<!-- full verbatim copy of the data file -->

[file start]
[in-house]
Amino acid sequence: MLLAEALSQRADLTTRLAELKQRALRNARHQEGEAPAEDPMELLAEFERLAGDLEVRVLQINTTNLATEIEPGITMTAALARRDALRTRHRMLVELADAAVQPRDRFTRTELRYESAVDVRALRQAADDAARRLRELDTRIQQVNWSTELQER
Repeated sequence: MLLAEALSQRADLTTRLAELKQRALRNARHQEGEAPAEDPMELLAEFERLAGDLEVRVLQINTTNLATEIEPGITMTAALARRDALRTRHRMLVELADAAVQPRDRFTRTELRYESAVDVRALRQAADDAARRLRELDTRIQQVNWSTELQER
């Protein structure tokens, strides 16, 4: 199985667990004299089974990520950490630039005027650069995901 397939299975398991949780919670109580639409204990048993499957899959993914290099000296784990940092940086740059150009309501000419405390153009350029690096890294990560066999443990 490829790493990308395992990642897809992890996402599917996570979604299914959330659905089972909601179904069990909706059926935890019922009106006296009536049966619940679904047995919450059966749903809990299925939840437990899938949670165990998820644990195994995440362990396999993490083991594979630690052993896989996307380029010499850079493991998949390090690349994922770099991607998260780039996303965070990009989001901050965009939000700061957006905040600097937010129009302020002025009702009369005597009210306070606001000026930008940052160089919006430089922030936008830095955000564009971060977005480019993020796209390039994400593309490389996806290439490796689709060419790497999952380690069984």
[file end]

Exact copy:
[in-house]
Amino acid sequence: MLLAEALSQRADLTTRLAELKQRALRNARHQEGEAPAEDPMELLAEFERLAGDLEVRVLQINTTNLATEIEPGITMTAALARRDALRTRHRMLVELADAAVQPRDRFTRTELRYESAVDVRALRQAADDAARRLRELDTRIQQVNWSTELQER
Repeated sequence: MLLAEALSQRADLTTRLAELKQRALRNARHQEGEAPAEDPMELLAEFERLAGDLEVRVLQINTTNLATEIEPGITMTAALARRDALRTRHRMLVELADAAVQPRDRFTRTELRYESAVDVRALRQAADDAARRLRELDTRIQQVNWSTELQER
């Protein structure tokens, strides 16, 4: 199985667990004299089974990520950490630039005027650069995901 397939299975398991949780919670109580639409204990048993499957899959993914290099000296784990940092940086740059150009309501000419405390153009350029690096890294990560066999443990 490829790493990308395992990642897809992890996402599917996570979604299914959330659905089972909601179904069990909706059926935890019922009106006296009536049966619940679904047995919450059966749903809990299925939840437990899938949670165990998820644990195994995440362990396999993490083991594979630690052993896989996307380029010499850079493991998949390090690349994922770099991607998260780039996303965070990009989001901050965009939000700061957006905040600097937010129009302020002025009702009369005597009210306070606001000026930008940052160089919006430089922030936008830095955000564009971060977005480019993020796209390039994400593309490389996806290439490796689709060419790497999952380690069984």